Looking for other estrogen-free supplements? Nature’s Nutrition Female Libido Support (Buy from Amazon, $24.82) contains maca root and ginseng, which can reduce stress and improve mental clarity, respectively. You might also try something more simple that you can add to a smoothie: the Terrasoul Superfoods Maca Powder (Buy from Amazon, $12.49). The powder comes from maca, a radish-like root veggie that may ease stress.
Why Estrogen Loss Causes Painful Sex
Research shows that the loss of estrogen causes vaginal dryness, a common culprit behind discomfort during sex. “Estrogen has a direct effect on blood flow to the area,” says Dr. Suzanne. “And that blood flow is really important for not only bringing nutrition and taking waste away, but for creating the lubrication – fluid that’s coming through the blood vessels and leaking, essentially.”
In addition, the loss of estrogen in menopausal women causes vaginal cells to store less glycogen. (Glycogen is a molecule made up of multiple glucose molecules, and cells use it for energy.) Glycogen loss changes the vagina’s acidity. “The vagina [gets] less acidic, the microbiome shifts and causes irritation, [and] you get different kinds of bacteria in there than what you had before,” says Dr. Suzanne.
Vaginal Lotions and Moisturizers That Reduce Painful Sex
If you think that a vaginal lotion or cream containing estrogen would improve your symptoms, talk to your OB/GYN. A doctor may prescribe an estradiol vaginal cream (which contains estrogen) that you can apply on a daily basis. And if you aren’t a candidate for systemic hormone therapy – hormone therapy in pill form – because of your health status, Dr. Suzanne says that an estradiol vaginal cream may still be safe to use.
“I don’t think enough people realize that you can use hormone replacement therapy in the vaginal and vulvar tissues, and [it’s] not going to affect the rest of your body at all,” she says. “I’m a breast cancer survivor. I can use [vaginal hormone cream]. That’s not a problem for me … I think a lot of my colleagues are misinformed about this too.” Talk to your doctor about your specific limitations to see if topical hormone therapy is right for you.
Otherwise, a topical product without estrogen may work for you. While a non-estrogen vaginal lotion won’t help in the same way as an estrogen lotion, it can restore moisture to the area. “If you put some of these novel therapies in that tissue, you’re not going to increase the blood flow. But you are going to increase the plumpness [of the vaginal tissue],” says Dr. Suzanne.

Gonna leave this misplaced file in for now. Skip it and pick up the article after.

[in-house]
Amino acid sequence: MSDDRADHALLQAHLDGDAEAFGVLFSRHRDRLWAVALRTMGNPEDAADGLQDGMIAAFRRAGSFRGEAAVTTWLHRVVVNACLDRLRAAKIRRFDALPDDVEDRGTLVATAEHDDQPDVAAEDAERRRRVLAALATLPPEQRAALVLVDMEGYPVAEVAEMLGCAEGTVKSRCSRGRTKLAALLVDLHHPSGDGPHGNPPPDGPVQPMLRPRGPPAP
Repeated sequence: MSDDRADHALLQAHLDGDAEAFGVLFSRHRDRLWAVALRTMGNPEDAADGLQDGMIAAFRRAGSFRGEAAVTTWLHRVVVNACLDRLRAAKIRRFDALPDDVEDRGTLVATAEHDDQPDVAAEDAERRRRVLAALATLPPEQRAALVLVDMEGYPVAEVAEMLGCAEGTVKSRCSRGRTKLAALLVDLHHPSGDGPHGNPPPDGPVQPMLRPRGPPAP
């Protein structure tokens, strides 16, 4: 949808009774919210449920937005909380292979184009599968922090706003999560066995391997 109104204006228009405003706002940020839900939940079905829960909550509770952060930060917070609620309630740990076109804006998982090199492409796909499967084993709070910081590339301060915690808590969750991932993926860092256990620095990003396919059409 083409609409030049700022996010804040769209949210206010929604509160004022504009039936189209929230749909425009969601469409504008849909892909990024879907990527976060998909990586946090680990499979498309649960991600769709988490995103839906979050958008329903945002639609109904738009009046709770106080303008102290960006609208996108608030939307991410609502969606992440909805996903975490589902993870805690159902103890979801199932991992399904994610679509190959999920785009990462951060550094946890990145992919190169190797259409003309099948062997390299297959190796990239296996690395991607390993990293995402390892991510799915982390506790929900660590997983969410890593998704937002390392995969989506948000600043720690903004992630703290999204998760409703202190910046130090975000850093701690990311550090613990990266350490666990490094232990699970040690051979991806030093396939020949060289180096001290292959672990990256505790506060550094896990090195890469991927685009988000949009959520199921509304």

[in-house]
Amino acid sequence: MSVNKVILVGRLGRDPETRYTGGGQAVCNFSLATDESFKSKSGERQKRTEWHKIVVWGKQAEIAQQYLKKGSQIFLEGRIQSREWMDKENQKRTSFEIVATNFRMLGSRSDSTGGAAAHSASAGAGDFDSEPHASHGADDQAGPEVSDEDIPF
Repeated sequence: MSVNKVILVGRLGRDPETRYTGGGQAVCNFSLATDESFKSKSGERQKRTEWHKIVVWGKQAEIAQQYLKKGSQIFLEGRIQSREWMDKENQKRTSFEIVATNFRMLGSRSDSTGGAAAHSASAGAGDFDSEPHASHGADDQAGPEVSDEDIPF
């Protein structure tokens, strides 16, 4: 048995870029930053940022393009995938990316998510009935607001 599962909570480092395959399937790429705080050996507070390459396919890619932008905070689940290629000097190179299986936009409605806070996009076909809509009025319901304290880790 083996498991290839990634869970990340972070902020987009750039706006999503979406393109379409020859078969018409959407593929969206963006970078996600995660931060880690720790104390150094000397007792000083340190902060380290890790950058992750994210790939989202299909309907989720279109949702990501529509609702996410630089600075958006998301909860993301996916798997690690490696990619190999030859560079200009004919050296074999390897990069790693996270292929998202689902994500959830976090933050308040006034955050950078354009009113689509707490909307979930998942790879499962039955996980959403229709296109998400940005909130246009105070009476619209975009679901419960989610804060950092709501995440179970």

With vaginal lotions and moisturizers, it’s important to use them regularly to reduce symptoms over time. These are not lubricants for sex – think of them more like skincare. For a clinically tested, fragrance free option, try the Kindra Daily Vaginal Lotion (Buy from Kindra, $49). Or check out the BeeFriendly Queen Bee Organic Vaginal Moisturizer (Buy from Amazon, $27.99). You may even prefer a cream-free, vaginal insert like the Revaree Vaginal Moisturizer from Bonafide (Buy from Bonafide, $55 for 10 inserts). All three options contain zero estrogen.
How to Address Intimacy Issues With Your Doctor
While you can certainly use supplements and products to ease menopause symptoms and indirectly improve your libido, it’s important to work with your doctor as well. Getting expert advice for your symptoms and other health conditions that indirectly lower libido will help you form a comprehensive plan to address your issues.
However, Dr. Suzanne acknowledges that some women have difficulty expressing themselves to their doctor, or sometimes feel that their concerns are dismissed. “If your doctor’s telling you, ‘No, there’s nothing you can do,’ or, ‘my way or the highway,’ then I think that’s just a huge red flag,” she says. “I’ve learned so much over the years from my patients. It’s opened my whole world, my mind, and made me a much better doctor, because I’m a super curious person.”
Don’t be afraid to bring research to your next doctor’s appointment and ask your doctor to work with you on the issues you’re experiencing. And be firm about getting the help you need, even if that means switching doctors. Dr. Suzanne also recommends utilizing online resources, such as the International Society for the Study of Women’s Sexual Health (ISSWSH), the International Society for Sexual Medicine (ISSM), and her own sexual health startup, Le Minou.
With the right resources, products, and healthcare, you can dramatically improve your sex life and enjoy intimacy at any age.
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This article originally appeared in our print magazine, Woman’s World.